IBM, which hardly wants to see AWS continue to control 35 percent of the cloud services market and fast-growing Microsoft Azure surpass the 10 percent mark, has announced a major expansion of its own cloud capabilities.
IBM, which has invested north of $3 billion in its cloud business, is planning to launch 18 new availability zones for the IBM Cloud across North America, Europe and Asia-Pacific.
The new availability zones are located in high demand centers in Europe (Germany and UK), Asia-Pacific (Tokyo and Sydney), and North America (Washington, DC and Dallas, Texas). They will come online in either IBM owned-and-operated data centers or in colocated centers throughout the summer and into the fall.
IBM currently owns about 7 percent of the world cloud services market, ranking behind Azure at about 10 percent and ahead of Google (about 5 percent), depending upon which analyst you prefer.
What’s an Availability Zone?
An availability zone is an isolated instance of cloud inside a data center region, with independent power, cooling and networking to strengthen fault tolerance. While IBM Cloud already operates in nearly 60 locations, it now has additional storage capacity and compute capability in these key centers.
Clients also will be able to deploy multizone Kubernetes clusters across the availability zones via the IBM Cloud Kubernetes Service, simplifying how they deploy and manage containerized applications and adding further consistency to their experience.
“We’re increasingly finding that we have to be where our clients reside—we have to meet our customers where their data sits,” Aki Duvver, IBM’s Vice-President of Worldwide Cloud Offering and Product Management, told eWEEK. “Eighty-five percent of our customers’ data sits on-premises today, and much of that data is moving to the cloud over time.
“We have to ensure that we have a good landing spot that is highly resilient, highly redundant and highly available, to be able to move that workload to the cloud.”
Enterprises, especially larger ones, are now building multiple tiers for their IT systems, depending upon customer and new regulatory requirements.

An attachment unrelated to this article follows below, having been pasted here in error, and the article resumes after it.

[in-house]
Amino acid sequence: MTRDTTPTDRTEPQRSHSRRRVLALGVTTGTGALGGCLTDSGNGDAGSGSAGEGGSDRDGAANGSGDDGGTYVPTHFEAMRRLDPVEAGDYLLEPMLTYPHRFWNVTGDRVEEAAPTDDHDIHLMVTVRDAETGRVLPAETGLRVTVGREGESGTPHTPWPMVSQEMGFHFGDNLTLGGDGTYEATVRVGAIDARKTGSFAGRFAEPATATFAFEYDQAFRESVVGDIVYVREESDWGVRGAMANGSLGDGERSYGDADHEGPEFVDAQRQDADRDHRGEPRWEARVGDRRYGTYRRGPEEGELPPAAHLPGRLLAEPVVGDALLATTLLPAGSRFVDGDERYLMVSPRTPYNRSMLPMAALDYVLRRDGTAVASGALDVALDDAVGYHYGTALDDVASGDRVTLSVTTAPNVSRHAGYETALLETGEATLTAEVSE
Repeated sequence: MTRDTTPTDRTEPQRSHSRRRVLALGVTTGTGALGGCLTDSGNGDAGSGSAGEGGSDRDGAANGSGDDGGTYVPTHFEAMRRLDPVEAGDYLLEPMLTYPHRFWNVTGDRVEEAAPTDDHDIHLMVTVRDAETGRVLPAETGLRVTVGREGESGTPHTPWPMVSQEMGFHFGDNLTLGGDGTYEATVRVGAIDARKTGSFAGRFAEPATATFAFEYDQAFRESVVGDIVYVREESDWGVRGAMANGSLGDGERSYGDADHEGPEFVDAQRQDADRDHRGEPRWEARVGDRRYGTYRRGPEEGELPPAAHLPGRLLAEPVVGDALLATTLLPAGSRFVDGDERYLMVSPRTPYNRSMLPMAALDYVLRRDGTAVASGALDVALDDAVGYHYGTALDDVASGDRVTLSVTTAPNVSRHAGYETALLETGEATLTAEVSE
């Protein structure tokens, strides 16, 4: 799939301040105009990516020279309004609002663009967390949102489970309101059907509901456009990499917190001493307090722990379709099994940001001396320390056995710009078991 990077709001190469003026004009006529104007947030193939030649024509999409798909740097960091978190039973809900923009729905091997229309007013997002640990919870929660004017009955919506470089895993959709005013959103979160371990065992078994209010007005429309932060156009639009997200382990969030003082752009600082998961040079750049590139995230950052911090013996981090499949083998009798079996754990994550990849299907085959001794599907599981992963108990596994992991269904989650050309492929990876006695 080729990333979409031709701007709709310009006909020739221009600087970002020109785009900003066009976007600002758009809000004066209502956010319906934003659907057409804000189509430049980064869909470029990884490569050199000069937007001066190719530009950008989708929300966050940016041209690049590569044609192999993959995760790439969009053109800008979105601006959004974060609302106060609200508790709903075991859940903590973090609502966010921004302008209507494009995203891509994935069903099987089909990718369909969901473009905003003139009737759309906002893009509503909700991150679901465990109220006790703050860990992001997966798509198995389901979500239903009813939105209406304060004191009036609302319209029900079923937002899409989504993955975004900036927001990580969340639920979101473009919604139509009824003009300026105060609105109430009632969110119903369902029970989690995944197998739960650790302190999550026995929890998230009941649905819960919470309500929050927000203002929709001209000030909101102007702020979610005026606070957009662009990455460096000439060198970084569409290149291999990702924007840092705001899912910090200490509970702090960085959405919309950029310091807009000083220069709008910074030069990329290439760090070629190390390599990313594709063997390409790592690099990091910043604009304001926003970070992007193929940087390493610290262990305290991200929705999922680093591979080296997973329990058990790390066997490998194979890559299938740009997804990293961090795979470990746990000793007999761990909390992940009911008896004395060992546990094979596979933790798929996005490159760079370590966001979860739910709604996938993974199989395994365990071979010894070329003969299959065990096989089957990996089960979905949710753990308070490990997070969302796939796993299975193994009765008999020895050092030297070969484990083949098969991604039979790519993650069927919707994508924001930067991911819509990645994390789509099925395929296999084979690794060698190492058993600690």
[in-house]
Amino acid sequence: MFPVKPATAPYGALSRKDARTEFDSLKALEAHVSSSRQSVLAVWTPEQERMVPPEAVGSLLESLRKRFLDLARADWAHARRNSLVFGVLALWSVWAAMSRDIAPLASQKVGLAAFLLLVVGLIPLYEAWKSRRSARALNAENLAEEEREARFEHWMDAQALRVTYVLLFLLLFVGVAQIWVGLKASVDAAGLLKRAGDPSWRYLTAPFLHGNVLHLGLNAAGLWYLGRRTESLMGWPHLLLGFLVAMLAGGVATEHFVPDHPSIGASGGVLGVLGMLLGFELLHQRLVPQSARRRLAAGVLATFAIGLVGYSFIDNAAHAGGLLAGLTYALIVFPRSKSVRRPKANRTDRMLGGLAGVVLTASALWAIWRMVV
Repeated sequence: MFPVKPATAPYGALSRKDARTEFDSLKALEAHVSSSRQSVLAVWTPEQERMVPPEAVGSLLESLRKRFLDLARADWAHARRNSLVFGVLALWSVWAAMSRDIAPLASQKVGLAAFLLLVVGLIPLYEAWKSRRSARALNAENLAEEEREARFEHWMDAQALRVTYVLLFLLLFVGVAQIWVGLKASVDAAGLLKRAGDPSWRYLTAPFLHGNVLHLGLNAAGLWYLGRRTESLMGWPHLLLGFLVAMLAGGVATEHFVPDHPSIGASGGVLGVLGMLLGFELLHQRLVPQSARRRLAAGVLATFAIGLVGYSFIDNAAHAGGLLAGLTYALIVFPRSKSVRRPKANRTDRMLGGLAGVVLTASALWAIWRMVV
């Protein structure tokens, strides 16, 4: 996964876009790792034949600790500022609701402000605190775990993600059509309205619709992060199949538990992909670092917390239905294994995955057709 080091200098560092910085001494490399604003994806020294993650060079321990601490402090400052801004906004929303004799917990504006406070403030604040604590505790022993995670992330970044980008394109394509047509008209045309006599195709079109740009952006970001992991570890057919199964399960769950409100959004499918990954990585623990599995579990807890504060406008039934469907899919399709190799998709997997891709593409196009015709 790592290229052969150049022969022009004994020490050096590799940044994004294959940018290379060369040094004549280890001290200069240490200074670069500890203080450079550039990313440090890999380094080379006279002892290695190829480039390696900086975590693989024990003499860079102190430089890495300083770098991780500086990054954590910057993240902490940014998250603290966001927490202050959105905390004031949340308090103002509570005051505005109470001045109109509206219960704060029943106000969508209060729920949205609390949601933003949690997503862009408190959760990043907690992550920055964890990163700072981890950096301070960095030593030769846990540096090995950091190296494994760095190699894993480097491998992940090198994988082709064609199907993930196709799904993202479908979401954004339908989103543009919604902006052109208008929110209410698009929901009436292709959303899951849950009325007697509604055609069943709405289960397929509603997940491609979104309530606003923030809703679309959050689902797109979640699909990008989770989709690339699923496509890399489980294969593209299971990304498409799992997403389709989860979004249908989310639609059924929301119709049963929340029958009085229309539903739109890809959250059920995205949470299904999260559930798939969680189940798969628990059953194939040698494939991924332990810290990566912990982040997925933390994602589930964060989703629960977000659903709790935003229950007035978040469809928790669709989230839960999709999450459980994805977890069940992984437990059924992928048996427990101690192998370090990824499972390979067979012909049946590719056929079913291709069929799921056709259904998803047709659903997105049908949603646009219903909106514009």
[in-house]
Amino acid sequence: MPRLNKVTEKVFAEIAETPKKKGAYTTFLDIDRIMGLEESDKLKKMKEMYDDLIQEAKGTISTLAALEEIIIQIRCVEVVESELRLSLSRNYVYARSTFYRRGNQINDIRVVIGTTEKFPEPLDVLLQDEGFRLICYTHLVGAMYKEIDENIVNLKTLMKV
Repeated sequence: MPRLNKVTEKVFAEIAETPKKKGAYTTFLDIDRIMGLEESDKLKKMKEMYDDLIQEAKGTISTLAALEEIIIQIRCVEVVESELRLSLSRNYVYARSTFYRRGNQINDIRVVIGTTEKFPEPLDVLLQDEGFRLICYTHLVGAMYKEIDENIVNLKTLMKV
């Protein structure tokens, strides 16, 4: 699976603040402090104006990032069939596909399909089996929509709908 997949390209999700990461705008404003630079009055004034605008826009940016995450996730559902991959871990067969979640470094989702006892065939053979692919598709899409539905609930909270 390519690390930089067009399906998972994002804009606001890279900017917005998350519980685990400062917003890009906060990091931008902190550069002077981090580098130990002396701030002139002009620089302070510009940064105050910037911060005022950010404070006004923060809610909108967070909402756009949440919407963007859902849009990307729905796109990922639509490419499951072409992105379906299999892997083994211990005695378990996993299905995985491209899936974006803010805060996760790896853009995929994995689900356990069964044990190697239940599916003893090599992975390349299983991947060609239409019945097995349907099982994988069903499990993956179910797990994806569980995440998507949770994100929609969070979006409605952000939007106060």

Multi-cloud Deployment Topologies
“We have no confusion about the fact that they are having multi-cloud deployment topology,” Duvver said. “They’re going to have an on-prem environment, a private isolated environment in the public cloud as well as pure public services that they take advantage of. These multi-zone regions are going to give them the capability to deliver and deploy these resilient applications in a public cloud context.”
A lot of this geographical data location is a response to the General Data Protection Regulation, enacted by the European Union on May 25. The regulation requires that enterprises be able to keep and maintain business data within specific data centers inside the home-country boundaries of specific nations—and be able to prove it upon inspection.
Turns out that the GDPR actually is a de facto international data storage and security set of rules, due to the number of multinational businesses that have customers in the 28-nation EU.
“In fact, very early on, IBM stated that the impact would be pretty tremendous on multinationals,” Duvver said. “We have to meet the MNC customers with the data privacy requirements that are in-country. In addition to GDPR, for example, in Germany, we have the federal C5 Attestation, which is around cloud computing compliance controls catalog and information security.
“So all these new regulations have a huge impact on enterprises and industry.”
Large Multi-nationals Migrating Workloads
Duvver said that ExxonMobil, Bausch + Lomb and Westpac are migrating central workloads to the IBM Cloud:
- ExxonMobil, the largest publicly traded international oil and gas company, has adopted IBM Cloud as the foundation for its Speedpass+T mobile app developed by IBM Services. Speedpass+T is available to motorists at more than 11,000 Exxon and Mobil gas stations across the U.S.
- Bausch + Lomb, a global eye health and products company, is using IBM Cloud for its next-generation cataract surgical system, Stellaris EliteT. Bausch + Lomb will operate the network out of IBM Cloud data centers in Dallas and Frankfurt, with Frankfurt playing a critical role in helping Bausch + Lomb comply with new GDPR requirements.
Westpac, one of Australia’s largest banks and financial service providers, has migrated to a secure and dedicated IBM Cloud infrastructure in Australia. This enables Westpac to deploy applications and deliver new customer solutions to market faster while meeting their regulatory controls for data protection and privacy.
In 2017, IBM said it reported $17.7 billion in cloud-related revenue.